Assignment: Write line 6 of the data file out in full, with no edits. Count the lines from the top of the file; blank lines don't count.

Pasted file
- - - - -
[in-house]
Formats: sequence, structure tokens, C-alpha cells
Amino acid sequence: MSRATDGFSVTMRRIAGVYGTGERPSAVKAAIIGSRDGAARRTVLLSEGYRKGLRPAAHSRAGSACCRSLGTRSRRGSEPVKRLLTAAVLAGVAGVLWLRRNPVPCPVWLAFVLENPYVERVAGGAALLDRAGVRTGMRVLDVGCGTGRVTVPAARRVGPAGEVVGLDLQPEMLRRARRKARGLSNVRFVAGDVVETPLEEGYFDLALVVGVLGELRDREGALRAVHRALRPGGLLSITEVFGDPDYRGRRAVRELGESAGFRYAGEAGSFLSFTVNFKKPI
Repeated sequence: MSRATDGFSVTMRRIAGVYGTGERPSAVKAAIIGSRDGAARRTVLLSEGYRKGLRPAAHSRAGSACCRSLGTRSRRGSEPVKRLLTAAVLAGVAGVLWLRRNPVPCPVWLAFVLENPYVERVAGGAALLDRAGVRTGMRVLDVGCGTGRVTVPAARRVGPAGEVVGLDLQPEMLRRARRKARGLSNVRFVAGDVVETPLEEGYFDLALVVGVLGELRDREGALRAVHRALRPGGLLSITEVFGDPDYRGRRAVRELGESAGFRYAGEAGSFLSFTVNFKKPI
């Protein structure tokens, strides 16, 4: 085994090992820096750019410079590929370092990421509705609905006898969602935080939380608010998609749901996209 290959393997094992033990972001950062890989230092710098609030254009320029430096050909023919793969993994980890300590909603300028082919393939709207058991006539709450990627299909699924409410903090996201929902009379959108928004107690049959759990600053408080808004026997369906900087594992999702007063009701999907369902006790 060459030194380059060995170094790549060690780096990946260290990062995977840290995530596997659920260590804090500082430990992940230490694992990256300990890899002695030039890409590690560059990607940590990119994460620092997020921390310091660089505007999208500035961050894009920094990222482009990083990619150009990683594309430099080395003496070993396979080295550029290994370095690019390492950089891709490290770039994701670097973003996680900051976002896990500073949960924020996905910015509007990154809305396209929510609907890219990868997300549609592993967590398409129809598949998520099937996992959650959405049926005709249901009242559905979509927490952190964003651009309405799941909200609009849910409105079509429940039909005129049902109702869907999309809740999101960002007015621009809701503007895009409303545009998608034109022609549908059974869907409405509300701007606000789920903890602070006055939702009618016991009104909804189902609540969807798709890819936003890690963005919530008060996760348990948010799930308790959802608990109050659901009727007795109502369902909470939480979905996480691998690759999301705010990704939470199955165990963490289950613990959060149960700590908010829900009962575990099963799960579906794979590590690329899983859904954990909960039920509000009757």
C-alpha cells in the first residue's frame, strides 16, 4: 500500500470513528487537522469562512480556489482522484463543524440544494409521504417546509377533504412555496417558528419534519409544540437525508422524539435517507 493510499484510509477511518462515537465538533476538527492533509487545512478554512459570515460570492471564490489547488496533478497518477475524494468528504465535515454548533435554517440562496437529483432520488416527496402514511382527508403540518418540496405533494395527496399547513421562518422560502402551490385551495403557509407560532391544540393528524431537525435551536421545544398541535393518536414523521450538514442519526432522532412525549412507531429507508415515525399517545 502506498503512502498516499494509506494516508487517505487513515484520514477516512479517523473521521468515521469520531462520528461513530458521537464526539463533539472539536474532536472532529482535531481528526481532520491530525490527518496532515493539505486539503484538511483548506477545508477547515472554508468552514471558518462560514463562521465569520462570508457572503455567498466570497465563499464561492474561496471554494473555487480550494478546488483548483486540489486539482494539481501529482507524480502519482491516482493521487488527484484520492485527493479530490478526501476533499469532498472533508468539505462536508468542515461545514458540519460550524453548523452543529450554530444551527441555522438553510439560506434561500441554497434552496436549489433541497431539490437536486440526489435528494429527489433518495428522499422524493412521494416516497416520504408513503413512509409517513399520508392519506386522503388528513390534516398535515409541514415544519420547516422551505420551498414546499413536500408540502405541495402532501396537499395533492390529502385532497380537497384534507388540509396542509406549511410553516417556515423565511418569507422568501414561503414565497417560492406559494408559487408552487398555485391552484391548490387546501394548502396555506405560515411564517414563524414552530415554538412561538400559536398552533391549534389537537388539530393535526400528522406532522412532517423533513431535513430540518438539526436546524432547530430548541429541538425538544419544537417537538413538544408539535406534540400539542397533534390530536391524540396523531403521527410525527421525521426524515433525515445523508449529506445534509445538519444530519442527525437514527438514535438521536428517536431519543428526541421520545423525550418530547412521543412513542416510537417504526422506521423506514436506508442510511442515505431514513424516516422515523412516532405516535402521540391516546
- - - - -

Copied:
C-alpha cells in the first residue's frame, strides 16, 4: 500500500470513528487537522469562512480556489482522484463543524440544494409521504417546509377533504412555496417558528419534519409544540437525508422524539435517507 493510499484510509477511518462515537465538533476538527492533509487545512478554512459570515460570492471564490489547488496533478497518477475524494468528504465535515454548533435554517440562496437529483432520488416527496402514511382527508403540518418540496405533494395527496399547513421562518422560502402551490385551495403557509407560532391544540393528524431537525435551536421545544398541535393518536414523521450538514442519526432522532412525549412507531429507508415515525399517545 502506498503512502498516499494509506494516508487517505487513515484520514477516512479517523473521521468515521469520531462520528461513530458521537464526539463533539472539536474532536472532529482535531481528526481532520491530525490527518496532515493539505486539503484538511483548506477545508477547515472554508468552514471558518462560514463562521465569520462570508457572503455567498466570497465563499464561492474561496471554494473555487480550494478546488483548483486540489486539482494539481501529482507524480502519482491516482493521487488527484484520492485527493479530490478526501476533499469532498472533508468539505462536508468542515461545514458540519460550524453548523452543529450554530444551527441555522438553510439560506434561500441554497434552496436549489433541497431539490437536486440526489435528494429527489433518495428522499422524493412521494416516497416520504408513503413512509409517513399520508392519506386522503388528513390534516398535515409541514415544519420547516422551505420551498414546499413536500408540502405541495402532501396537499395533492390529502385532497380537497384534507388540509396542509406549511410553516417556515423565511418569507422568501414561503414565497417560492406559494408559487408552487398555485391552484391548490387546501394548502396555506405560515411564517414563524414552530415554538412561538400559536398552533391549534389537537388539530393535526400528522406532522412532517423533513431535513430540518438539526436546524432547530430548541429541538425538544419544537417537538413538544408539535406534540400539542397533534390530536391524540396523531403521527410525527421525521426524515433525515445523508449529506445534509445538519444530519442527525437514527438514535438521536428517536431519543428526541421520545423525550418530547412521543412513542416510537417504526422506521423506514436506508442510511442515505431514513424516516422515523412516532405516535402521540391516546